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German Hospitality MAG
This was the message: “You will be staying with the Flachmeier family. Your host-father is a businessman, and your host-mother is a teacher. Your host-brothers enjoy table tennis, hiking, and music.”
These people, who live in Lübbecke, a small town in northern Germany near the border with the Netherlands, will be my family for two weeks. This is all I know about them.
The night before Mom drove me to the airport, I received a second message that was more cordial but still cryptic:
This is your host-father, Klaus. We are very excited to have you visit us. You will enjoy your stay in Lübbecke.
When Klaus picked me up at the train station, I honestly thought he was there to kill me. The man towers over most, with an impressive stomach and a great bearded face topped with large glasses. He reminds me of Smokey the Bear. He is perpetually calm and speaks slowly in a low baritone that makes me want to take a nap. He is what culture books would describe as “typically German.” His ability to consume beer is prodigious, his wit unmatched, and his driving terrible. Klaus can be counted on to always have a plan and know what needs to be done to make that plan work with laser precision.
In stark contrast to her husband, “Super Cecil,” as she enjoys being called, is, to put it simply, nuts. The positive energy she radiates is infectious. When you are with “Super Cecil,” you cannot help but smile or feel giddy. She is never cranky or tired; she is either alert and joyous or asleep. Whether baking or cleaning, she bustles about her house with choppy strides at an alarming speed. Her brain works at a million miles an hour, moving the conversation from the weather to modern heating and plumbing in a single breath. As a language teacher who works with immigrants, she speaks German, English, French, and Arabic, and sometimes switches between all four as she talks to her family and me, a habit I find dizzying.
We proceed up the street. Though a fast walker, even I have to quicken my pace to keep up with Klaus's giant strides and Cecil's hasty scurrying. I fall into step with Richard and Roland, their sons. Richard is 20, tall and lanky. Roland is 17 and shorter (though still a head taller than me) but more muscular. Both love ska music, a catchy, feel-good combination of punk and reggae. On the walk, they grill me about my taste in music.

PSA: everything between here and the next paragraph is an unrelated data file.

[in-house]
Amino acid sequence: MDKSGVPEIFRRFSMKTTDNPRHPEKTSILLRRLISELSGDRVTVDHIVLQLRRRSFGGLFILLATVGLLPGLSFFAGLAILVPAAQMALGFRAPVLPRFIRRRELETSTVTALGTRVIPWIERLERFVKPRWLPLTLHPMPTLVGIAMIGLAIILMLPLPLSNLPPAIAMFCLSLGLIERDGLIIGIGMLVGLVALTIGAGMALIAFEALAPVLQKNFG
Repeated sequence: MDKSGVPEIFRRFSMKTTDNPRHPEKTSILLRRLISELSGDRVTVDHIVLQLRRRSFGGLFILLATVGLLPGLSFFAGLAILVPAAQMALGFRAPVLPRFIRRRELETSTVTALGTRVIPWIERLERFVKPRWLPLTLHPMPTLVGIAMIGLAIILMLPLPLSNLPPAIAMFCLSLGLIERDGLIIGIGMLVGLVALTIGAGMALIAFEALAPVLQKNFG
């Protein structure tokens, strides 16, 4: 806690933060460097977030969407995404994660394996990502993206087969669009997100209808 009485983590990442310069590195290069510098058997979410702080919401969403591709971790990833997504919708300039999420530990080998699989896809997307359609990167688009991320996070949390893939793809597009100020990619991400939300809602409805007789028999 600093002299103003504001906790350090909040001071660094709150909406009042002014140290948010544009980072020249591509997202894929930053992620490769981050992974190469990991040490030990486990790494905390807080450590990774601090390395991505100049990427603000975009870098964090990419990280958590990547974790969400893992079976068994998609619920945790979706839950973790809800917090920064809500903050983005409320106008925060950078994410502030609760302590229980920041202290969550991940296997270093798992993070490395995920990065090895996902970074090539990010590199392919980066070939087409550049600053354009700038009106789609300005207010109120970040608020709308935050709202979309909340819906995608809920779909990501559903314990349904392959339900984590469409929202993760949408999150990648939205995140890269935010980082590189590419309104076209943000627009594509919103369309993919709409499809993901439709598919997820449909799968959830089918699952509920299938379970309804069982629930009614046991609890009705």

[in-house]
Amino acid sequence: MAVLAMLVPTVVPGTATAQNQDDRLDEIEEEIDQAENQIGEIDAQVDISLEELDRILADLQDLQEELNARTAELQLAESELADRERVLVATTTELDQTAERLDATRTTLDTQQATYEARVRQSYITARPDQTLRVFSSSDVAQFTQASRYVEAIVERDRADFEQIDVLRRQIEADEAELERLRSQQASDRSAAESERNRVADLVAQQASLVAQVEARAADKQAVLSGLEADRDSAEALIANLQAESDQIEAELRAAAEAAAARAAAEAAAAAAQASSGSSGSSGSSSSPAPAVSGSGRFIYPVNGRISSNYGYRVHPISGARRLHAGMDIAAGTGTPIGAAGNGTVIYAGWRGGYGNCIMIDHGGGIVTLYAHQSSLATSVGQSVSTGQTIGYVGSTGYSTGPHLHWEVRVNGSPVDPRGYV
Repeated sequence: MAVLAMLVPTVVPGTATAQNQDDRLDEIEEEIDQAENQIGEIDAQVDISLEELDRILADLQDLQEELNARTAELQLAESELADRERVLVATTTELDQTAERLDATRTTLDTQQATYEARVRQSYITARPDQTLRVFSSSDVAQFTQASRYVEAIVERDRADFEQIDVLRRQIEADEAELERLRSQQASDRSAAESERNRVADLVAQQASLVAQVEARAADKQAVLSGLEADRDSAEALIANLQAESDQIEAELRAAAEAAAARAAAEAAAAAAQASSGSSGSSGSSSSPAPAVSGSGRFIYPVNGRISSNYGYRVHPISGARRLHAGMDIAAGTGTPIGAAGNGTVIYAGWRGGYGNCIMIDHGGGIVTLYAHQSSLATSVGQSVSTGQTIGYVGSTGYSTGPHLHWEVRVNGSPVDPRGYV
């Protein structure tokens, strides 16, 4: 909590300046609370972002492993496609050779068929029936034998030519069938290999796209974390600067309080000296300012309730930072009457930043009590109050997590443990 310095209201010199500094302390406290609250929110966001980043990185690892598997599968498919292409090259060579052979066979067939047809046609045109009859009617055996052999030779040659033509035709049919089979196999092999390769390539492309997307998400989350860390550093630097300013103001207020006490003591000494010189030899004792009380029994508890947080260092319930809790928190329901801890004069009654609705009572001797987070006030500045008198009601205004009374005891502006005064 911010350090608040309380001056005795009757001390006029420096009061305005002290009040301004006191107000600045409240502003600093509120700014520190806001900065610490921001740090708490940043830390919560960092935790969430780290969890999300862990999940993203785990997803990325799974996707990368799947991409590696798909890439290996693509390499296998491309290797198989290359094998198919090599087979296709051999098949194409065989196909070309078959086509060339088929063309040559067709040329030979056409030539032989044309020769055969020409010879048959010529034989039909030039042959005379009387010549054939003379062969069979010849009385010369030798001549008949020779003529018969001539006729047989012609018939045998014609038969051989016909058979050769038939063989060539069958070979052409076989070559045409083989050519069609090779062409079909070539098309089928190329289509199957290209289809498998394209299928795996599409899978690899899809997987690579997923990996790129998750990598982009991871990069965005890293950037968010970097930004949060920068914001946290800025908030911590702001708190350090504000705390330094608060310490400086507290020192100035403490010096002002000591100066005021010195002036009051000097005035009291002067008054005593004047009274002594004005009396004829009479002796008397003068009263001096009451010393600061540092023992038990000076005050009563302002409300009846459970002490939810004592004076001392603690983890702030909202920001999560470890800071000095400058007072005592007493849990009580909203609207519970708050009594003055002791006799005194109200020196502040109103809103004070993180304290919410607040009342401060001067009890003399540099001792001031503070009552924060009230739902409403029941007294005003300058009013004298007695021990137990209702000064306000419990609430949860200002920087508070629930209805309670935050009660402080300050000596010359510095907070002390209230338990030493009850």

“Kennst du Mad Caddies?” Roland asks.
“Ja, ich kenne sie,” I respond, relieved that we've found common ground.
“Operation Ivy?” enquires Richard.
And so it goes all the way up the street. I ask where we're going.
Klaus responds, “zum Kaffeetrinken.”
Having never heard this word before, I'm bewildered (a feeling I'm getting used to). However, it does involve the word Kaffee, meaning coffee, and trinken meaning to drink. I therefore conclude that we're going someplace to drink coffee.
The family often spends Sunday evenings with Klaus's father in the comfortable and quiet house he built. Solar cells cover the south-facing roof, and the little house is surrounded by a high brick wall covered in grape and kiwi vines. His grass is kept short and the rows in his extensive flower and vegetable gardens are straight, watered, and tidy.
At Cecil's encouragement, I enter the sliding door into a cozy dining room. German homes seem to smell the same: a combination of cleaning products and home-baked bread. The scent is engrained in the walls and the hardwood floors and is present no matter where you are.
Unlike his son, Mr. Flachmeier is a small man who moves gracefully. His frame is thin, accentuated by hands covered with skin like wax paper. His large head is disproportionate to the rest of his frail body, and his large glasses magnify his dark eyes. He shakes hands with his son and grandsons and pecks Cecil on the cheek. He then extends a hand in greeting to me.